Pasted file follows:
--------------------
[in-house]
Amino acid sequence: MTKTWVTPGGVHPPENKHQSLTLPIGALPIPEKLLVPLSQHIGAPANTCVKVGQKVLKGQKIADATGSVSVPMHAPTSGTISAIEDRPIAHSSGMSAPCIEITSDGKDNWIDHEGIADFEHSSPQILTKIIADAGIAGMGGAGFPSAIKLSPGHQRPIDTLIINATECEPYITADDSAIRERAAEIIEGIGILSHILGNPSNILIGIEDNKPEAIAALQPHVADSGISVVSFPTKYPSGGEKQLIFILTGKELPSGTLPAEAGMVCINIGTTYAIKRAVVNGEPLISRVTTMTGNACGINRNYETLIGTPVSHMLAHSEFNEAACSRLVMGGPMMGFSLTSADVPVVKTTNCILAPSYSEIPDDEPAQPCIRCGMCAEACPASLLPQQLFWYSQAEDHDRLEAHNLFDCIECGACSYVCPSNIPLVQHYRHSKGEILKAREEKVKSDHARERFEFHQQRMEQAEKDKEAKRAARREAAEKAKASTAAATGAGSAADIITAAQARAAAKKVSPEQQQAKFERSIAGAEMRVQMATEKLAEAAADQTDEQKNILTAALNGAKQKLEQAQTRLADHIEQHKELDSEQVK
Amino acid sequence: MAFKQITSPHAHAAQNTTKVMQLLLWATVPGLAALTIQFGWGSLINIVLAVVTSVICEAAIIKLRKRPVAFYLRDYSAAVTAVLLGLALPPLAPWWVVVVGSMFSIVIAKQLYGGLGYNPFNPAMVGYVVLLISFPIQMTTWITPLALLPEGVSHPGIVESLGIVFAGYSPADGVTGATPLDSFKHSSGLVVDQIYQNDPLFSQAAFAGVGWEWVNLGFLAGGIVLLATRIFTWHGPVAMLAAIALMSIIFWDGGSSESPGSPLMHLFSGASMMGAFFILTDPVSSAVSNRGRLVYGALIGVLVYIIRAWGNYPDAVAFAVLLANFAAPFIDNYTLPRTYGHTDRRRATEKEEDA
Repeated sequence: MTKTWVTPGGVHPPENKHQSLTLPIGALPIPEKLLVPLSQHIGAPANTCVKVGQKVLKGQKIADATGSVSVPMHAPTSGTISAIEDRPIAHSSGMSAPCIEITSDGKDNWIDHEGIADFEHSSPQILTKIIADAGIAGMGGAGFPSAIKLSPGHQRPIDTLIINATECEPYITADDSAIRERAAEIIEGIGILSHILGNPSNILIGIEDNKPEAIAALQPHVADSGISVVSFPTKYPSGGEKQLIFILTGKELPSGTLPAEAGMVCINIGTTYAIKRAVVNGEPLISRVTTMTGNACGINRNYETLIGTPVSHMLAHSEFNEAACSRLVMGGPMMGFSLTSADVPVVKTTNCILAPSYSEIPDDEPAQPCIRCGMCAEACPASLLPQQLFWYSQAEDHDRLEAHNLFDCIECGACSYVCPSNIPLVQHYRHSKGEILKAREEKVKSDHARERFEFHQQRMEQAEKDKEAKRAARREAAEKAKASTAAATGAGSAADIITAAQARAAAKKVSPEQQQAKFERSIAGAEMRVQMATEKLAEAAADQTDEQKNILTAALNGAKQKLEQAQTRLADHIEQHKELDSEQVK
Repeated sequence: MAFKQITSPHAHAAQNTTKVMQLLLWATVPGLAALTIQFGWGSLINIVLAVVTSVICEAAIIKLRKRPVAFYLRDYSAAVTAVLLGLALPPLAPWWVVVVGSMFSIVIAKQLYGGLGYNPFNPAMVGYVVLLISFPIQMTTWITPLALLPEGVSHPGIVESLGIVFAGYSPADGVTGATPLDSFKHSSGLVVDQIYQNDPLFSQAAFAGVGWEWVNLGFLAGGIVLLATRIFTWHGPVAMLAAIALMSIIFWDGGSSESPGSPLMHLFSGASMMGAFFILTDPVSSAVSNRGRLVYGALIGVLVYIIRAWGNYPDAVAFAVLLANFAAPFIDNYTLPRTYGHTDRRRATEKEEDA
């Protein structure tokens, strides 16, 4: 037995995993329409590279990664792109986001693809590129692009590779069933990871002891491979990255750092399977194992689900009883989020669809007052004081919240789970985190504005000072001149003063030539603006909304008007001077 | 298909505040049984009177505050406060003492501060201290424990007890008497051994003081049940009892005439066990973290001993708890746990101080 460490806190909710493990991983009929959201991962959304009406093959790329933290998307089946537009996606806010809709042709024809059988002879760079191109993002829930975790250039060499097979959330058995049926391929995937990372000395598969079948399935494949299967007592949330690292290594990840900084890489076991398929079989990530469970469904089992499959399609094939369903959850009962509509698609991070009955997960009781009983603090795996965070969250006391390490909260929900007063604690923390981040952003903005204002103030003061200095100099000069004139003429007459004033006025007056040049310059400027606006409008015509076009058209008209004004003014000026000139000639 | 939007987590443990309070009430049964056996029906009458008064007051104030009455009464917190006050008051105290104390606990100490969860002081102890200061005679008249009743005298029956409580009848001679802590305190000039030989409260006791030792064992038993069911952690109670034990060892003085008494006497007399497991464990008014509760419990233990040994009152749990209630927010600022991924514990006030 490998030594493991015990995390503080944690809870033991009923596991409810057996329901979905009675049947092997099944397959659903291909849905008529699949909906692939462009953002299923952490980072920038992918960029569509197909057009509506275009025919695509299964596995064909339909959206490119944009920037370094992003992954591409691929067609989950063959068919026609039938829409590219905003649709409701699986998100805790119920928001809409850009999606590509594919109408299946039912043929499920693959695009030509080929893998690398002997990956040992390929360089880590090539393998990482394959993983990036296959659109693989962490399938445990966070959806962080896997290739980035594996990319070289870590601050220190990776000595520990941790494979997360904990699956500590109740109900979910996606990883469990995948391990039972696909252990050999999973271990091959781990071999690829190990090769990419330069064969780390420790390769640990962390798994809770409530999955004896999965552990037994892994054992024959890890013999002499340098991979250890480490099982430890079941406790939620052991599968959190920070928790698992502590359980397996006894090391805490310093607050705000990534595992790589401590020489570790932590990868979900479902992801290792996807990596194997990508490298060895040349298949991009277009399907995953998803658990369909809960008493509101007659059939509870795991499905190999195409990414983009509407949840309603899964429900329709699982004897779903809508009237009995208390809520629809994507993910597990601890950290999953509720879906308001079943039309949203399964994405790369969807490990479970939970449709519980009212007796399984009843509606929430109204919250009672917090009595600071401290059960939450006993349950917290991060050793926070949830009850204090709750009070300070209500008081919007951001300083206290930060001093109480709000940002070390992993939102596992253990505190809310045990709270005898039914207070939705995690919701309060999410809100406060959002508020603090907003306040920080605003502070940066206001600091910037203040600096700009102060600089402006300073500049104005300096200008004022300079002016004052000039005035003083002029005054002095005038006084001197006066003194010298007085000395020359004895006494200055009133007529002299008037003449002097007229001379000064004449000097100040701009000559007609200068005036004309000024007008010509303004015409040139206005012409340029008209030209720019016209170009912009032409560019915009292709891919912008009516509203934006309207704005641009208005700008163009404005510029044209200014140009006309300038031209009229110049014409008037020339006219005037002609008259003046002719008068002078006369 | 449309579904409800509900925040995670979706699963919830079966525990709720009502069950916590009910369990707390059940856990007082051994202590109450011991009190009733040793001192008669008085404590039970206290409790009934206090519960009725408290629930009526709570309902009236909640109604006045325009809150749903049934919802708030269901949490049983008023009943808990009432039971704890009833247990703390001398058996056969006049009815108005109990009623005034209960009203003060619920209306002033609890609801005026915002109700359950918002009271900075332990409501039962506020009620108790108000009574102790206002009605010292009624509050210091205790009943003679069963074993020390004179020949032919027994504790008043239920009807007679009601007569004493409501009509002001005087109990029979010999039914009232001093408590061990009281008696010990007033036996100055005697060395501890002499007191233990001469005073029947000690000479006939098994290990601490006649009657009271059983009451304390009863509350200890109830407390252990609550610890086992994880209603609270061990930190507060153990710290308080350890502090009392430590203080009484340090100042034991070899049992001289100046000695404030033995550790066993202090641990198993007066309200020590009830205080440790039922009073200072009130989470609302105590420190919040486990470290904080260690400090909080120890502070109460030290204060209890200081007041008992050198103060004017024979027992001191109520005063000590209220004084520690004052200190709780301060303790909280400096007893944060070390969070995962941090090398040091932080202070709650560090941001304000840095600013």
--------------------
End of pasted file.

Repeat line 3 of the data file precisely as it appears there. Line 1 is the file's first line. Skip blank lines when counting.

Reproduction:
Amino acid sequence: MAFKQITSPHAHAAQNTTKVMQLLLWATVPGLAALTIQFGWGSLINIVLAVVTSVICEAAIIKLRKRPVAFYLRDYSAAVTAVLLGLALPPLAPWWVVVVGSMFSIVIAKQLYGGLGYNPFNPAMVGYVVLLISFPIQMTTWITPLALLPEGVSHPGIVESLGIVFAGYSPADGVTGATPLDSFKHSSGLVVDQIYQNDPLFSQAAFAGVGWEWVNLGFLAGGIVLLATRIFTWHGPVAMLAAIALMSIIFWDGGSSESPGSPLMHLFSGASMMGAFFILTDPVSSAVSNRGRLVYGALIGVLVYIIRAWGNYPDAVAFAVLLANFAAPFIDNYTLPRTYGHTDRRRATEKEEDA